5 Things You Should Know About Preterm Labor
What Influences Preterm Labor?
Toxins in cigarette smoke pass through the placenta and travel to the baby. When you smoke, you’re sharing those toxic chemicals with your growing baby. Studies show that women who smoke have smaller babies and a higher incidence of preterm labor, placental abruption (premature separation of the placenta from the uterus), placenta previa (abnormal positioning of the placenta over the cervix) and perhaps premature rupture of the amniotic membranes.
One interesting association that has been reported by several studies is an association between psychological stress and preterm birth. The mechanism for this is not yet known. This is a risk factor that women usually can’t control, but one that appears to increase the risk of preterm birth.
The risk of delivering a low birth weight (LBW) infant is greatest at both extremes of a woman’s reproductive life. There are many factors that influence this risk. For example, young teenagers often have poor eating habits, poor weight gain, neglect to take their vitamin supplements, and fail to seek prenatal care early in pregnancy. They may also smoke, drink alcohol, or use drugs. As women get older their chance of multiple gestation (twins, triplets, etc.) increases. Multiple gestation often ends with a preterm delivery and babies that are low birth weight. Older women are also more prone to hypertension, diabetes, heart conditions , and heart and kidney disease. These diseases can complicate a woman’s pregnancy and make her more prone to preterm delivery.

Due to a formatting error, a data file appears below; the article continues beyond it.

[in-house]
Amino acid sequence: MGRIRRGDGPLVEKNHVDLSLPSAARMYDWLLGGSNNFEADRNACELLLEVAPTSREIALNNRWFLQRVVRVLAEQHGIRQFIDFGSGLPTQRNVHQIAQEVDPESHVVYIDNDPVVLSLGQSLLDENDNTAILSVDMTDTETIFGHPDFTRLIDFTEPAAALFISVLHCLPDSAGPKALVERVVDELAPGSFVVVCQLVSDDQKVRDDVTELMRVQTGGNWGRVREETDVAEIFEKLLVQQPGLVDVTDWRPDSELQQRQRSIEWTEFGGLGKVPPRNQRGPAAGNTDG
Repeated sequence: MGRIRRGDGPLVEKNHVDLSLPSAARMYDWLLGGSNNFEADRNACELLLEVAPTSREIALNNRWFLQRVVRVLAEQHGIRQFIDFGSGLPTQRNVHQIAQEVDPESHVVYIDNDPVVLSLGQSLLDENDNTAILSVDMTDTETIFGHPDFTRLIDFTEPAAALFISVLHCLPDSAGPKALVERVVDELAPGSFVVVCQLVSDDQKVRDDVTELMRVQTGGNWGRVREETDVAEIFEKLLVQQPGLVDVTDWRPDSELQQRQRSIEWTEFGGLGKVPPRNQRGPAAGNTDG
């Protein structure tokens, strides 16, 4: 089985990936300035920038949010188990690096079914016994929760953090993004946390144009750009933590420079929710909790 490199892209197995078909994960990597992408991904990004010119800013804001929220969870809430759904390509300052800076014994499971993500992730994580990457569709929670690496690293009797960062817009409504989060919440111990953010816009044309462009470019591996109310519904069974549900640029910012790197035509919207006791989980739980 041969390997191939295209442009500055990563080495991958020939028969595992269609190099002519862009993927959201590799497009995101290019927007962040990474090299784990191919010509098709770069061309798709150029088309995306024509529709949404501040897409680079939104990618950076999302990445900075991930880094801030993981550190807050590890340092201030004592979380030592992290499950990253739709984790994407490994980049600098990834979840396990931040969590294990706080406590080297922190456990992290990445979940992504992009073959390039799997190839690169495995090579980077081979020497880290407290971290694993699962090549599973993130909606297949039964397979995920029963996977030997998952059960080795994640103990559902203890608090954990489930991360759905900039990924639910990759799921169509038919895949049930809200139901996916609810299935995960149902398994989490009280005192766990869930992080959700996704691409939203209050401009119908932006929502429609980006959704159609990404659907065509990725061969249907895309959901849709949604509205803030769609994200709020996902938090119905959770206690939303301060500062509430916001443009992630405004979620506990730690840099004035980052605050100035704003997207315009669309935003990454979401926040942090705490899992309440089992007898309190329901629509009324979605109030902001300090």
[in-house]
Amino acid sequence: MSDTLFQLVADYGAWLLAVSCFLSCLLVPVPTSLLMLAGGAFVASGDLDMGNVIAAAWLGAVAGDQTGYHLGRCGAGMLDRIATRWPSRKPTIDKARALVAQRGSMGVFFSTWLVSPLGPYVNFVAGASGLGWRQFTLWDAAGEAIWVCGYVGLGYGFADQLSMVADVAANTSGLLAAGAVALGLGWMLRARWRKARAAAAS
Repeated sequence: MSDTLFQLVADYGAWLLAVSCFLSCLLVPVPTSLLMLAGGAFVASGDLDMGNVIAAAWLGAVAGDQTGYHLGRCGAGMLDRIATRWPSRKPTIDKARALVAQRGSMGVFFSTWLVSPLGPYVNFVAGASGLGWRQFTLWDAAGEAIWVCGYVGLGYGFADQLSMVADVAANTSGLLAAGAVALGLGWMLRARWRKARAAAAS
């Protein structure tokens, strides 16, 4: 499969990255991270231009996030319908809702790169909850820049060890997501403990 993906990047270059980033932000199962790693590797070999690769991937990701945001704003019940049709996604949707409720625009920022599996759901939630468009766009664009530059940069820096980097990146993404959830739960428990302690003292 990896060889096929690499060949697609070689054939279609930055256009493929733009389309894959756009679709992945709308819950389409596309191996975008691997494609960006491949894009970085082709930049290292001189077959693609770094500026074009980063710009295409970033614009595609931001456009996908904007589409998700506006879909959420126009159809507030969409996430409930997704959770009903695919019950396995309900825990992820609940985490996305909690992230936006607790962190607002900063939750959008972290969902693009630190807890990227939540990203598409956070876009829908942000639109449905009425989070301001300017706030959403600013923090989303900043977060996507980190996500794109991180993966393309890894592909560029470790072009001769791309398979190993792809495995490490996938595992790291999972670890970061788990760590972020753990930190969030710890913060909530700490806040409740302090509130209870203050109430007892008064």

Previous Preterm Delivery
Women who have delivered a premature baby have up to a 20 percent chance of having a subsequent premature delivery. If a woman has had two premature births, some researchers estimate that the risk is over 50 percent that a subsequent birth will be premature. The risk data from two landmark research studies on spontaneous and subsequent preterm births (1985 study by R.A. Carr and M.H. Hill, and the 1995 J. Kristensen study) are shown in the table below.
Risk of Premature Delivery
Subsequent PTD Chances are …
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